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Archive for June, 2010

sorry bajajIt seems bajaji inspire similar love or hate reactions as daladalas (and marmite)… but at least one in Dar has given the downside some thought…

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green oranges

emirates

Juice dribbles slowly down his chin as he grins at me. Otherwise motionless, he carefully sucks every last piece of the fruit without breaking his smiling gaze. Sparkly eyes above a sun faded yellow football shirt. The dark ‘Fly Emirates’ slogan yells silently from his chest.

Casting the skin aside he finally turns and rearranges the baskets on his bicycle, crammed full with sweet green oranges to sell in town.

‘Fly Emirates’ is emblazoned across his back as well. This sinew limbed cyclist farmer, advertising one of the richest airlines in the world. His shirt has already travelled thousands of miles more than he ever will. I doubt he even has a passport, let alone anything more tangible than distant dreams of flight. 

I buy a sweet green orange and as the juice dribbles down my chin, i dream of standing on a london street and seeing ‘sweet green Tanzanian oranges’ emblazoned across a grinning businessman’s chest.

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court house

Built between 1891 and 1893 and originally called the ‘Normalhaueser’ this elegant building currently houses the commercial High Court.

(Info from ‘A Catalogue of the Protected Buildings in Dar es Salaam’ prepared by Sustainable Cities: PLUS Network Africa Program.)

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polici

What tragedy alights the flame of pittance in the beggar’s heart?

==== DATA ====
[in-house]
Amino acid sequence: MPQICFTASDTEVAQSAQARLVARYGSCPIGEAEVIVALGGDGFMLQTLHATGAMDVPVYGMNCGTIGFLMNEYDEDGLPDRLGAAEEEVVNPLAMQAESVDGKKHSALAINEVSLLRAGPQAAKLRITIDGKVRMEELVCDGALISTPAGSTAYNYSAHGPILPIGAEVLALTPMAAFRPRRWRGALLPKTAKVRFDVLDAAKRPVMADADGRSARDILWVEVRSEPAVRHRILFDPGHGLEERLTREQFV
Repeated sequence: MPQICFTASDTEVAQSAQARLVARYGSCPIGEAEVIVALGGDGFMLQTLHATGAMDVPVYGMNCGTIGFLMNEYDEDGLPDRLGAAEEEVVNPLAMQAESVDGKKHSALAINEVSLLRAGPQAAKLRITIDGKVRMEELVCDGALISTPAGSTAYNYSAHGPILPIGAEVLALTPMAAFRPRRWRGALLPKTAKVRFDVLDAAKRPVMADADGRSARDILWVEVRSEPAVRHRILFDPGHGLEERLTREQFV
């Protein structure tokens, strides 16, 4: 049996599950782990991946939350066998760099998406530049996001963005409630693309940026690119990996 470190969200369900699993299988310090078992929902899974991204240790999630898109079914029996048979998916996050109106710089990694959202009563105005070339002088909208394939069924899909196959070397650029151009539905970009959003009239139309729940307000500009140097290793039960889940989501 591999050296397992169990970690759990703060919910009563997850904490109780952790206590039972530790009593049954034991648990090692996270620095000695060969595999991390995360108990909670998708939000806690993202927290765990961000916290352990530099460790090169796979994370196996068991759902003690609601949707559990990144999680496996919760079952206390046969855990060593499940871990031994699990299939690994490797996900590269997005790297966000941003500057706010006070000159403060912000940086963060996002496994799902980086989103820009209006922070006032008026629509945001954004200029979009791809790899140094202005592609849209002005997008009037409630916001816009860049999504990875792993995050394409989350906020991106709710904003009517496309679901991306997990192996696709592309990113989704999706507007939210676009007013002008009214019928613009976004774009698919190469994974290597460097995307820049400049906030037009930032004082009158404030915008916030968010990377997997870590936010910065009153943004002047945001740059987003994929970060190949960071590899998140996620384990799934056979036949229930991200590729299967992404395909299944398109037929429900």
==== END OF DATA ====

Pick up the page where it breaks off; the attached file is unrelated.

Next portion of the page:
Is it the unnerving hole-ridden road to prosperity?
Or merely the worn-ragged story of possibility?
Indeed, if hollow promises made heavy debts then
the rich would beg on their knees.
Sadly only the sorry live with sorrow,
craving and raving about the unlikely prospects of tomorrow.

When the whispers of false decency tread on the still nakedness of beggared flesh,
twinkles of generosity seep from the corrupt breath of power.

Oh,
how charity strikes the chord,
how it breaks open the sealed disgust hidden within wealthy pockets.
Pockets filled to the brim; filled so high that the weight of them drags down the heart.

Perhaps it is destiny, that voluptuous specter who leads all of man to shameful ends, playing with means out of sheer amusement.

Who will curb the power of the corrupt?

The corruption of power.  

An almost instantaneous poem by Hafiz Juma, inspired by this drawing.

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This morning, 
I woke to find an American flag 
hoisted above the fisher camp on Msasani bay.
Sometime during the night 
the stars and stripes were erected 
and now proclaim that the
corrugated iron sheets, 
the plastic bottles, 
the sun-bleached washing hanging on a line, 
The graffiti saying mysteriously – Naz –
are all somehow Yankee property. 

Later I will go down and ask what it is all about,
But just now, I wonder who put it there and how
And whether on this little coastal strip 
– between the dhows and the Baobabs trees –
Someone slipped in in the night to claim
Dominion over the rocks, and seaweed and sand.  

An excerpt from ‘The Invasion’ by Louise Hoole

sangara sign

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